Quantcast

As I See It

Abolish the pork barrel; negotiate on Sabah

By |


The newest scandal in the Senate, the funneling of P195 million in pork barrel funds by three incumbent senators (Juan Ponce Enrile, Jinggoy Estrada, Bong Revilla) and a former party-list congressman (Buhay Rep. Rene Velarde) to a dubious nongovernment organization is one more proof that the pork barrel system should be abolished. The pork barrel, alias Priority Development Assistance Fund (PDAF), is not only a waste of taxpayers’ money, it is a big root of corruption. It is no secret that a big portion of PDAF funds go to kickbacks. It is not only the legislators and contractors who are corrupted but also lowly employees who handle the documents.

Abolish the pork barrel system and a big source of corruption will disappear. President Aquino sells himself as a reformist and a white knight against corruption. Yet here is the dragon of corruption blocking the way to the straight and narrow path, and St. George, in the person of P-Noy, is hesitating to slay the beast.

What is the pork barrel? It is the fund given to legislators (P200 million for each senator and P70 million for each House representative) purportedly for their pet projects. Not all the money goes to the project, however. Around 30 to 50 percent goes to kickbacks.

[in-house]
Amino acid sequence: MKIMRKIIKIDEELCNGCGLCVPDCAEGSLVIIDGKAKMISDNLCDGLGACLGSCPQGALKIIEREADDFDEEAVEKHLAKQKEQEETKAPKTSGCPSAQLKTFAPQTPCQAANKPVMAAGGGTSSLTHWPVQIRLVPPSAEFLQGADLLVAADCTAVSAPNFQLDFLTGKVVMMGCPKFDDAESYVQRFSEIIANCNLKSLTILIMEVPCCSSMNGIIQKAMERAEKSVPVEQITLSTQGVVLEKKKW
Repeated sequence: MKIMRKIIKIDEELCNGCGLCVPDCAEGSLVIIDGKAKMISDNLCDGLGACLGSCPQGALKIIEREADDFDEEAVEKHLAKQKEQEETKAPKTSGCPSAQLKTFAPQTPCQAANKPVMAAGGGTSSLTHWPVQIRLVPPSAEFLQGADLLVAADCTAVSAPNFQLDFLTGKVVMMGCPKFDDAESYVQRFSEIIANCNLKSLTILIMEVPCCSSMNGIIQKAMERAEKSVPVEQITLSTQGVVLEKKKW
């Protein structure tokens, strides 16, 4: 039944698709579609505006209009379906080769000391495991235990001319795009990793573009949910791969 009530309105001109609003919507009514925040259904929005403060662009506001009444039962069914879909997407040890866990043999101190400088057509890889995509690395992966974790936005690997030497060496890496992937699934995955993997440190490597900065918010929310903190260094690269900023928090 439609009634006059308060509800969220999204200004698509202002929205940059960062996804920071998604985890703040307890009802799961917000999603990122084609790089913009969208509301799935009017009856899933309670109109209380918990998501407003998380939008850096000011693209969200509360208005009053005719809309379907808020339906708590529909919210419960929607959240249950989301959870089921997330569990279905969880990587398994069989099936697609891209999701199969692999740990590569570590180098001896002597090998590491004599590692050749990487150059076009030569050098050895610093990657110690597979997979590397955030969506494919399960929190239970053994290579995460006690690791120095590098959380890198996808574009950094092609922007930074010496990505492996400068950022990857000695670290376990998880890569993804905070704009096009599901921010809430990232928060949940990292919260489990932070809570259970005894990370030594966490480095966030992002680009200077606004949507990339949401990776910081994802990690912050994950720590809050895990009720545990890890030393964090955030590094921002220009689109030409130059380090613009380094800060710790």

The legislators claim the money does not pass through them and that the contracts are awarded through public bidding. Who are they kidding? Even if there is a public bidding, the contract goes, by agreement, to the legislator’s favorite contractor. The grateful contractor kicks back part of the contract money to the legislator. So much taxpayers’ money is wasted this way.

If P-Noy is sincere about his anticorruption campaign, it would be so easy for him to abolish the pork barrel and cut corruption.

Congress cannot pass a budget for the pork barrel if the budget department does not include it in its budget proposal. Congress cannot add or insert a budget that is not in the original budget proposal. The only thing it can do is to increase or cut budgets, or transfer funds from one department or project to another.